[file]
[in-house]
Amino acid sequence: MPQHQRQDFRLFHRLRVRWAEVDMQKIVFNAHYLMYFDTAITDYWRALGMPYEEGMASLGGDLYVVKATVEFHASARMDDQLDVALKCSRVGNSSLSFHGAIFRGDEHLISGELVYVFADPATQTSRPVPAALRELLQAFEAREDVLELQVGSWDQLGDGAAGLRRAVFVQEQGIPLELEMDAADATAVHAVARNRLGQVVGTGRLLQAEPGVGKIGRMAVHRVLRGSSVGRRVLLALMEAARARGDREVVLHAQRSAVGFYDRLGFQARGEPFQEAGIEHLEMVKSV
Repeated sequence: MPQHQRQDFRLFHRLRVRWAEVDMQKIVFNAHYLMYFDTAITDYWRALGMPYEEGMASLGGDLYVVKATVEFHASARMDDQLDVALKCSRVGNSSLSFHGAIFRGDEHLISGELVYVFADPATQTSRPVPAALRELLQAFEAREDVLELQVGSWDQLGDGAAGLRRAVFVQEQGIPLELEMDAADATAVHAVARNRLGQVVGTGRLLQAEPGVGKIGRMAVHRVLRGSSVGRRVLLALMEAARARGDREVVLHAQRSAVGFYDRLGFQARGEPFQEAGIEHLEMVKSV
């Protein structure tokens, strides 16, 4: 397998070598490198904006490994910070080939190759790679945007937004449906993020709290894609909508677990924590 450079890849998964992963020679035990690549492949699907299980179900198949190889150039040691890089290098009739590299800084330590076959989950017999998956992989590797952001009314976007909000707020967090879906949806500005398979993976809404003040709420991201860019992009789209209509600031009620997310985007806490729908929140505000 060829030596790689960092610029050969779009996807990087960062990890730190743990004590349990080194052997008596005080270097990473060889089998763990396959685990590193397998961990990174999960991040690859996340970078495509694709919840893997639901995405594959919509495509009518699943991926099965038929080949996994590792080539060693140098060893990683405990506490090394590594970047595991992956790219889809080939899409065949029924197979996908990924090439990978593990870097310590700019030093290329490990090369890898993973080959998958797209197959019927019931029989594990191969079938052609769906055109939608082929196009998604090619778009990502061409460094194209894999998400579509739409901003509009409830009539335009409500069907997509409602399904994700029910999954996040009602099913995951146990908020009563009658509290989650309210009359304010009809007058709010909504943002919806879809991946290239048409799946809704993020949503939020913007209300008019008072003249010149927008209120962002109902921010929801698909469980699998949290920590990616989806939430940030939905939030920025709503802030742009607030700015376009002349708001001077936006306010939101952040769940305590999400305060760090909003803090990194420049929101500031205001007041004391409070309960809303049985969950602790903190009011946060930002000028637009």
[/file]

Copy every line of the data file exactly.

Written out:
[in-house]
Amino acid sequence: MPQHQRQDFRLFHRLRVRWAEVDMQKIVFNAHYLMYFDTAITDYWRALGMPYEEGMASLGGDLYVVKATVEFHASARMDDQLDVALKCSRVGNSSLSFHGAIFRGDEHLISGELVYVFADPATQTSRPVPAALRELLQAFEAREDVLELQVGSWDQLGDGAAGLRRAVFVQEQGIPLELEMDAADATAVHAVARNRLGQVVGTGRLLQAEPGVGKIGRMAVHRVLRGSSVGRRVLLALMEAARARGDREVVLHAQRSAVGFYDRLGFQARGEPFQEAGIEHLEMVKSV
Repeated sequence: MPQHQRQDFRLFHRLRVRWAEVDMQKIVFNAHYLMYFDTAITDYWRALGMPYEEGMASLGGDLYVVKATVEFHASARMDDQLDVALKCSRVGNSSLSFHGAIFRGDEHLISGELVYVFADPATQTSRPVPAALRELLQAFEAREDVLELQVGSWDQLGDGAAGLRRAVFVQEQGIPLELEMDAADATAVHAVARNRLGQVVGTGRLLQAEPGVGKIGRMAVHRVLRGSSVGRRVLLALMEAARARGDREVVLHAQRSAVGFYDRLGFQARGEPFQEAGIEHLEMVKSV
């Protein structure tokens, strides 16, 4: 397998070598490198904006490994910070080939190759790679945007937004449906993020709290894609909508677990924590 450079890849998964992963020679035990690549492949699907299980179900198949190889150039040691890089290098009739590299800084330590076959989950017999998956992989590797952001009314976007909000707020967090879906949806500005398979993976809404003040709420991201860019992009789209209509600031009620997310985007806490729908929140505000 060829030596790689960092610029050969779009996807990087960062990890730190743990004590349990080194052997008596005080270097990473060889089998763990396959685990590193397998961990990174999960991040690859996340970078495509694709919840893997639901995405594959919509495509009518699943991926099965038929080949996994590792080539060693140098060893990683405990506490090394590594970047595991992956790219889809080939899409065949029924197979996908990924090439990978593990870097310590700019030093290329490990090369890898993973080959998958797209197959019927019931029989594990191969079938052609769906055109939608082929196009998604090619778009990502061409460094194209894999998400579509739409901003509009409830009539335009409500069907997509409602399904994700029910999954996040009602099913995951146990908020009563009658509290989650309210009359304010009809007058709010909504943002919806879809991946290239048409799946809704993020949503939020913007209300008019008072003249010149927008209120962002109902921010929801698909469980699998949290920590990616989806939430940030939905939030920025709503802030742009607030700015376009002349708001001077936006306010939101952040769940305590999400305060760090909003803090990194420049929101500031205001007041004391409070309960809303049985969950602790903190009011946060930002000028637009």